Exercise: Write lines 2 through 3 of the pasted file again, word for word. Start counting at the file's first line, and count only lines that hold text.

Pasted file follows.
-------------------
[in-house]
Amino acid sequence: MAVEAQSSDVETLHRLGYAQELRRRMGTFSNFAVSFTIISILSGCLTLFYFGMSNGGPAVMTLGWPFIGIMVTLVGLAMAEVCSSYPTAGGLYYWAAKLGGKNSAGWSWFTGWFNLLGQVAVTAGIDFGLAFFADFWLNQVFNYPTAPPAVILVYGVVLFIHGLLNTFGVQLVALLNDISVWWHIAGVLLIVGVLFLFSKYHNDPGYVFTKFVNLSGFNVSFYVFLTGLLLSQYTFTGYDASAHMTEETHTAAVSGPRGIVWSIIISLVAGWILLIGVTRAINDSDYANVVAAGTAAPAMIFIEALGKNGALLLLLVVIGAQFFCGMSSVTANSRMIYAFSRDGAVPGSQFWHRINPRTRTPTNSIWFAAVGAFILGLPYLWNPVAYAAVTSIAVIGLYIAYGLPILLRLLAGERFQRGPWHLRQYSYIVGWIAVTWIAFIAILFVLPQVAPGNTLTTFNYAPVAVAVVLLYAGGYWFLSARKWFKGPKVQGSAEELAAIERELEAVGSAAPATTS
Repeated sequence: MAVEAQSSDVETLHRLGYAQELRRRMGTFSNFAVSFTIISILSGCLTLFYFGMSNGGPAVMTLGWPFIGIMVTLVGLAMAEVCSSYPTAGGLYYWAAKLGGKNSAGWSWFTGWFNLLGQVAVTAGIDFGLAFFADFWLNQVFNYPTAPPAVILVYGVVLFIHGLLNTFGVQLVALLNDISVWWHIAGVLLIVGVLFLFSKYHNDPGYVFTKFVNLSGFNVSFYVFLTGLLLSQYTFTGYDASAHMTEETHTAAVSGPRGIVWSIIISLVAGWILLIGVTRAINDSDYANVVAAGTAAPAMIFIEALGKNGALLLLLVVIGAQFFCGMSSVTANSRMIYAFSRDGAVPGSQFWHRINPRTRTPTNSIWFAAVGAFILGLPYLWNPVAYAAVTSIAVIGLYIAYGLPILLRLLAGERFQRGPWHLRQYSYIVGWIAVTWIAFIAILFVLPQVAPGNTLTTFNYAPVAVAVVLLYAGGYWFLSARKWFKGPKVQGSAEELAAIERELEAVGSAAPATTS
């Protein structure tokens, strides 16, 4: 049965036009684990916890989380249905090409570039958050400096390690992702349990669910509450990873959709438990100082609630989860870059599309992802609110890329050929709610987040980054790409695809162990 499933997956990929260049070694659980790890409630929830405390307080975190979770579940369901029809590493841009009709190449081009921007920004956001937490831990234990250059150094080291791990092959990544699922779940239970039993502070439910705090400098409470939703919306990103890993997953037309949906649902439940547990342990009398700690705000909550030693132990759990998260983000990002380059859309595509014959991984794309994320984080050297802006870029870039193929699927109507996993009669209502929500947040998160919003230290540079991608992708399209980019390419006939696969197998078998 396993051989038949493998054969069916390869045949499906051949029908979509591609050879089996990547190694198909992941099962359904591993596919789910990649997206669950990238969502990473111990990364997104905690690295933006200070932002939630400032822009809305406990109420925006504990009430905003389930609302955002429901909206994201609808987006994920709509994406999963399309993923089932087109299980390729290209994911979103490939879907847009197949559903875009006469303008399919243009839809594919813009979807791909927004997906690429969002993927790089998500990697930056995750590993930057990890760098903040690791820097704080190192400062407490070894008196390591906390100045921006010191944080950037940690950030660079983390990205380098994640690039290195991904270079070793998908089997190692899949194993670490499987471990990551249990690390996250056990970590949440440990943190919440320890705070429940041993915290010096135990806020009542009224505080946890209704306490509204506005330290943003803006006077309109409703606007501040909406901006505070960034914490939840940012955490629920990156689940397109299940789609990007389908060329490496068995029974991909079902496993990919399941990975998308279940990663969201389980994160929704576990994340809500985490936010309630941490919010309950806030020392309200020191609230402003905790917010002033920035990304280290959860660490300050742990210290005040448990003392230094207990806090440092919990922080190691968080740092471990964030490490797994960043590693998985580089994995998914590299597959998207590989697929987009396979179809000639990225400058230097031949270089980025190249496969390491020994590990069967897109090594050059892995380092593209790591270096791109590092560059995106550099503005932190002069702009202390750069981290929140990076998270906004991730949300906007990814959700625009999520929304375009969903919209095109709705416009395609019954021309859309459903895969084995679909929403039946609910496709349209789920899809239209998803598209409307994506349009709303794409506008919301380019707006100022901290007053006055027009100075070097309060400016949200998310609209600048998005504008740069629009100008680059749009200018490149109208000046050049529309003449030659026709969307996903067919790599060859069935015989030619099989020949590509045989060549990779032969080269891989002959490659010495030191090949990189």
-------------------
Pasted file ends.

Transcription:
Amino acid sequence: MAVEAQSSDVETLHRLGYAQELRRRMGTFSNFAVSFTIISILSGCLTLFYFGMSNGGPAVMTLGWPFIGIMVTLVGLAMAEVCSSYPTAGGLYYWAAKLGGKNSAGWSWFTGWFNLLGQVAVTAGIDFGLAFFADFWLNQVFNYPTAPPAVILVYGVVLFIHGLLNTFGVQLVALLNDISVWWHIAGVLLIVGVLFLFSKYHNDPGYVFTKFVNLSGFNVSFYVFLTGLLLSQYTFTGYDASAHMTEETHTAAVSGPRGIVWSIIISLVAGWILLIGVTRAINDSDYANVVAAGTAAPAMIFIEALGKNGALLLLLVVIGAQFFCGMSSVTANSRMIYAFSRDGAVPGSQFWHRINPRTRTPTNSIWFAAVGAFILGLPYLWNPVAYAAVTSIAVIGLYIAYGLPILLRLLAGERFQRGPWHLRQYSYIVGWIAVTWIAFIAILFVLPQVAPGNTLTTFNYAPVAVAVVLLYAGGYWFLSARKWFKGPKVQGSAEELAAIERELEAVGSAAPATTS
Repeated sequence: MAVEAQSSDVETLHRLGYAQELRRRMGTFSNFAVSFTIISILSGCLTLFYFGMSNGGPAVMTLGWPFIGIMVTLVGLAMAEVCSSYPTAGGLYYWAAKLGGKNSAGWSWFTGWFNLLGQVAVTAGIDFGLAFFADFWLNQVFNYPTAPPAVILVYGVVLFIHGLLNTFGVQLVALLNDISVWWHIAGVLLIVGVLFLFSKYHNDPGYVFTKFVNLSGFNVSFYVFLTGLLLSQYTFTGYDASAHMTEETHTAAVSGPRGIVWSIIISLVAGWILLIGVTRAINDSDYANVVAAGTAAPAMIFIEALGKNGALLLLLVVIGAQFFCGMSSVTANSRMIYAFSRDGAVPGSQFWHRINPRTRTPTNSIWFAAVGAFILGLPYLWNPVAYAAVTSIAVIGLYIAYGLPILLRLLAGERFQRGPWHLRQYSYIVGWIAVTWIAFIAILFVLPQVAPGNTLTTFNYAPVAVAVVLLYAGGYWFLSARKWFKGPKVQGSAEELAAIERELEAVGSAAPATTS